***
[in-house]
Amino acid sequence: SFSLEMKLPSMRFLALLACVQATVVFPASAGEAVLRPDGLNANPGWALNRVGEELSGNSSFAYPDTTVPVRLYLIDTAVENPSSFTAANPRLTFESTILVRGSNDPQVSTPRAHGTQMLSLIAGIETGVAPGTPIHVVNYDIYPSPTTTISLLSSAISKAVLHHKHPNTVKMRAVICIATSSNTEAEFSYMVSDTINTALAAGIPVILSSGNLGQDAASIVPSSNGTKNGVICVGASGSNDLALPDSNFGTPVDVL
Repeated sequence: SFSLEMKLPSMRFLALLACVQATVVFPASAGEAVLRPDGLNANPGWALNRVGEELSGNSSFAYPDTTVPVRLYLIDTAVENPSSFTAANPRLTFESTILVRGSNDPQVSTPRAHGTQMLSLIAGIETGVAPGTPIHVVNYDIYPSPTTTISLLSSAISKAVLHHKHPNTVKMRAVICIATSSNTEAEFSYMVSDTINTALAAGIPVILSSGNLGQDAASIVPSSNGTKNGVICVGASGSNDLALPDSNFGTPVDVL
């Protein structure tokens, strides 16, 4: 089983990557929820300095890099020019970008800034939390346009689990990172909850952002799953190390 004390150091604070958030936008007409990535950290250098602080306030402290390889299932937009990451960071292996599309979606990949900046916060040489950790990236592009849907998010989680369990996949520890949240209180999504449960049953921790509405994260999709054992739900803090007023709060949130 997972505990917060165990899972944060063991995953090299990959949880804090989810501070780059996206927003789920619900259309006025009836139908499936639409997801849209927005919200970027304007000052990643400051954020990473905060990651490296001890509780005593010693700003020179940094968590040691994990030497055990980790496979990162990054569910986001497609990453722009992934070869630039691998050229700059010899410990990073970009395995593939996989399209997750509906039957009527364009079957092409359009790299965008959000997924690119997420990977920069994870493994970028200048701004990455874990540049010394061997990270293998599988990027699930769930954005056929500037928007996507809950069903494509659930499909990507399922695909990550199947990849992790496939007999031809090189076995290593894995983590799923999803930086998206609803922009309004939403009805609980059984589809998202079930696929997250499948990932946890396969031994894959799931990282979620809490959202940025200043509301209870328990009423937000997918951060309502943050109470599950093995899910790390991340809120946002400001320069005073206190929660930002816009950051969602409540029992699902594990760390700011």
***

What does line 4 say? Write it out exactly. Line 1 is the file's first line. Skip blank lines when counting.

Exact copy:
């Protein structure tokens, strides 16, 4: 089983990557929820300095890099020019970008800034939390346009689990990172909850952002799953190390 004390150091604070958030936008007409990535950290250098602080306030402290390889299932937009990451960071292996599309979606990949900046916060040489950790990236592009849907998010989680369990996949520890949240209180999504449960049953921790509405994260999709054992739900803090007023709060949130 997972505990917060165990899972944060063991995953090299990959949880804090989810501070780059996206927003789920619900259309006025009836139908499936639409997801849209927005919200970027304007000052990643400051954020990473905060990651490296001890509780005593010693700003020179940094968590040691994990030497055990980790496979990162990054569910986001497609990453722009992934070869630039691998050229700059010899410990990073970009395995593939996989399209997750509906039957009527364009079957092409359009790299965008959000997924690119997420990977920069994870493994970028200048701004990455874990540049010394061997990270293998599988990027699930769930954005056929500037928007996507809950069903494509659930499909990507399922695909990550199947990849992790496939007999031809090189076995290593894995983590799923999803930086998206609803922009309004939403009805609980059984589809998202079930696929997250499948990932946890396969031994894959799931990282979620809490959202940025200043509301209870328990009423937000997918951060309502943050109470599950093995899910790390991340809120946002400001320069005073206190929660930002816009950051969602409540029992699902594990760390700011």